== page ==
For more on mass surveillance in America, read our timeline of loosening laws and practices.
While Congress leader and MP Naveen Jindal had so far maintained distance from the coalgate scam, the CBI seems to think otherwise. The investigation agency had filed an FIR against Jindal and is conducting searches at 19 locations of JSPL in Delhi and Hyderabad. Does this signal changed equations in the Congress?
Jindal Steel & Power (JSPL) shares on Tuesday tumbled as much as by 24% in morning trade following a first information report (FIR) and subsequent searches at the 19 places related with the company by the Central Bureau of Investigation (CBI).
At 12.35pm, JSPL shares were trading 18% down at Rs219 on the BSE, while the 30-share benchmark index was 1.2% down at 19,212. Earlier, it touched an intra-day low of Rs202, which was 24% down than its closing price on Monday.
The CBI, which is investigation the coalgate scam, registered an FIR against JSPL and its chairman Naveen Jindal, who is also a member of Parliament (MP) from Congress party. In the FIR, the CBI has alleged that both the company and the MP misrepresented crucial information for receiving valuable coalfields from the government.
The filing of FIR and investigations against the MP from Kurukshetra and his company signal changed equations in the Congress party as Naveen Jindal was supposed to be close with party president Sonia Gandhi and its general secretary Rahul Gandhi. The two-time MP from Haryana is part of the “youth brigade” in the Lok Sabha.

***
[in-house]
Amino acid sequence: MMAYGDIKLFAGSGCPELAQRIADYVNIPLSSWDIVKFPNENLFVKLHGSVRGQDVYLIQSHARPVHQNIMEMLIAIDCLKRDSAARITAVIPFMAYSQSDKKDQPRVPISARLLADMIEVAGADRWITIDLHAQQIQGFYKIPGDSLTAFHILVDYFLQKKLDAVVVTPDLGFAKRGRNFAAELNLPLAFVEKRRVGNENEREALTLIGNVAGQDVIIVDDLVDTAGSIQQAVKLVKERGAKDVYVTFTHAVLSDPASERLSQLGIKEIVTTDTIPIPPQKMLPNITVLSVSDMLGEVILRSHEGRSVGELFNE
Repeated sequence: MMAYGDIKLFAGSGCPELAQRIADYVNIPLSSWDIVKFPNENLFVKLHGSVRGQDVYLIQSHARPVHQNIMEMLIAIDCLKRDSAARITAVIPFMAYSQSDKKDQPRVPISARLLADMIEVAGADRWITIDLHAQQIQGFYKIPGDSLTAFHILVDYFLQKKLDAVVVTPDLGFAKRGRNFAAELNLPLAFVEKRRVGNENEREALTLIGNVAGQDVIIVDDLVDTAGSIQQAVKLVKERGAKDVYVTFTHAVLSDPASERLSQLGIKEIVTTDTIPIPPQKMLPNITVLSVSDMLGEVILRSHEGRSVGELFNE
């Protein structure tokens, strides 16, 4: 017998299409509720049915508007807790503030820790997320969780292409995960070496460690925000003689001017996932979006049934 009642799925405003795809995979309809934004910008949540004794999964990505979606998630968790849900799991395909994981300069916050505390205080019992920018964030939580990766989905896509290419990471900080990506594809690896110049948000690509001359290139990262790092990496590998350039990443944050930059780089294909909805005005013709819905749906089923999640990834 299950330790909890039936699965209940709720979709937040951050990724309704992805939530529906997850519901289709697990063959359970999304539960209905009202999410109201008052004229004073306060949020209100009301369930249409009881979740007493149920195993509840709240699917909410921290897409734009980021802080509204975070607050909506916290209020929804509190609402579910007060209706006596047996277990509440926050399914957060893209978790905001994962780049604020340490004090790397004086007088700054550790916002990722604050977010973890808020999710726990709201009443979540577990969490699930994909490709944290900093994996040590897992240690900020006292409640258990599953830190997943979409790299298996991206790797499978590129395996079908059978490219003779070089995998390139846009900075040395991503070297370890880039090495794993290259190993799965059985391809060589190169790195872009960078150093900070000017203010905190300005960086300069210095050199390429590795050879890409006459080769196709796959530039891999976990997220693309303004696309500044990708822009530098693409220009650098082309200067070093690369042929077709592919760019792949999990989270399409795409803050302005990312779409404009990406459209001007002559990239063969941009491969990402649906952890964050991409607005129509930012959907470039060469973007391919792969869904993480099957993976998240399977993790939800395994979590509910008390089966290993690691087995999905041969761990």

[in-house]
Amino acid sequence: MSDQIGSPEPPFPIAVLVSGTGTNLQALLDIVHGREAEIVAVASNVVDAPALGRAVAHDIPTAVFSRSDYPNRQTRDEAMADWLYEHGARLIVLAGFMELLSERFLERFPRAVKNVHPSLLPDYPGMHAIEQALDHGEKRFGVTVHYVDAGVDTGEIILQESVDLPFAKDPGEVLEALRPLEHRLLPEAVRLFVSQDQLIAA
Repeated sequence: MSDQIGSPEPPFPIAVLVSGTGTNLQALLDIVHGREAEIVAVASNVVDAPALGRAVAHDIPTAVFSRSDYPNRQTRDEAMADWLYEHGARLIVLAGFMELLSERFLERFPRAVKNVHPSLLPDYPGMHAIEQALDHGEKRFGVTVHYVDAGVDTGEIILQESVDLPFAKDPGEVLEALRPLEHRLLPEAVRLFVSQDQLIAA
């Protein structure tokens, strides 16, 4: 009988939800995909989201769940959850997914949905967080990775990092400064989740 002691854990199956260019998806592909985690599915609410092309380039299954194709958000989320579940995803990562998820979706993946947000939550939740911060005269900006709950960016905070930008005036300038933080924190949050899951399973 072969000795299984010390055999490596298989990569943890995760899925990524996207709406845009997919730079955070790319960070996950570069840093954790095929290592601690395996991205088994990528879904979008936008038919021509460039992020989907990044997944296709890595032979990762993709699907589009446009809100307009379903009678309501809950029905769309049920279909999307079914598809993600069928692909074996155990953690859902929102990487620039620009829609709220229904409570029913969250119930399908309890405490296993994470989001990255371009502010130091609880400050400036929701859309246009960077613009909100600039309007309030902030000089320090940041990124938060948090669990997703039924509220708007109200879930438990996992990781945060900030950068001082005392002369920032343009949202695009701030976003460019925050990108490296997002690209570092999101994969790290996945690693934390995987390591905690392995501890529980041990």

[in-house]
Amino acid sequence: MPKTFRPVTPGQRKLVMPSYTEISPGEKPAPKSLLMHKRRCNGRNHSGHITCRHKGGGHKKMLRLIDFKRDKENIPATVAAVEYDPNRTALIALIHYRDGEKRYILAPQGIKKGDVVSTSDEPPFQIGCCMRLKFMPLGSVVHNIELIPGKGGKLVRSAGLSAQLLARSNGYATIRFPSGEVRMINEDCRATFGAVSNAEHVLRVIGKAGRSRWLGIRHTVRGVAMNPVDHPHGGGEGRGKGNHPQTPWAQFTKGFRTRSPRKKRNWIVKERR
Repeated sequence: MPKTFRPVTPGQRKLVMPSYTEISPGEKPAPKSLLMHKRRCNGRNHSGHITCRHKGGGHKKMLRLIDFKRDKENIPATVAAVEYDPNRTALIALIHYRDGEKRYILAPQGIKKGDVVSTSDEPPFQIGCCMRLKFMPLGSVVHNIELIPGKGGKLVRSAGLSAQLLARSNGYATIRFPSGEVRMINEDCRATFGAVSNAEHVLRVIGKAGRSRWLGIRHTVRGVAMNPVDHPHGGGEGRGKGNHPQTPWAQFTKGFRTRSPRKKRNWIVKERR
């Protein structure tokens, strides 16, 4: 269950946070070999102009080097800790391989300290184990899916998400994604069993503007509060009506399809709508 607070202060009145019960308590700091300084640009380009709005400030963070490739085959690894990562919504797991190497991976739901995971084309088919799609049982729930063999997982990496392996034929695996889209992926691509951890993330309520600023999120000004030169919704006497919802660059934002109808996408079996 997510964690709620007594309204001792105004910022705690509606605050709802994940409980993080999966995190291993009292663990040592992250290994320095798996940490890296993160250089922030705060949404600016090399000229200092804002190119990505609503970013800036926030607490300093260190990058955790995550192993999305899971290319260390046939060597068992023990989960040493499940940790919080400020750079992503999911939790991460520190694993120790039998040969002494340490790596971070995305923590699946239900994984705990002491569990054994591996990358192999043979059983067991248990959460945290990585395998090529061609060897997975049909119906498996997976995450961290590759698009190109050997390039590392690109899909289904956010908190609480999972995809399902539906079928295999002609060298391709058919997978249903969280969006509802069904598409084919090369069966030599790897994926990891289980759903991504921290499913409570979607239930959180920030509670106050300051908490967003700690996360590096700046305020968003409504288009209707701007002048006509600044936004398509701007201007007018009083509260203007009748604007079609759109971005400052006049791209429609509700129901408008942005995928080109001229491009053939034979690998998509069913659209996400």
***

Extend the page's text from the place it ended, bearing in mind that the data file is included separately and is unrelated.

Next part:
The FIR against JSPL, part of the $17 billion diversified OP Jindal group, also mentions cheating and conspiracy as charges. The investigation agency had also named Dasari Narayan Rao, the former minister of state for coal, as an accused in the coalgate scam.
Besides, the MP and former minister, the CBI has named JSPL, Gagan Sponge and two other companies in the Coalgate scam case.
The CBI is carrying out searches at 19 places in Delhi and Hyderabad in connection with coalgate scam.
Revelations in September 2012 showed the involvement of Naveen Jindal and his company in the Coalgate scam. His company gained by making and selling power at high prices. The coal blocks allotted to Jindal Power (JPL) in 1998, during the NDA regime, were followed by a slew of allocations under the UPA, which have culminated in making the Jindal Group the largest beneficiary of coal block allocations. It has reserves of 2,580 million tonnes of coal, while the second largest beneficiary in the private sector has just 1,500 million tonnes. But despite having the cheapest coal, Jindal sold power at the highest prices—Rs3.85 per unit in 2011-2012, compared to Lanco’s Rs3.67 and NTPC's Rs2.20. The previous year, JPL had sold power at an even higher rate of Rs4.30 per unit. The combination of cheap coal and high power prices explains why Jindal posted Rs1,765 crore as profit, or 60% of its revenues, while Lanco made a profit of just Rs155 crore, just 12% of its revenues.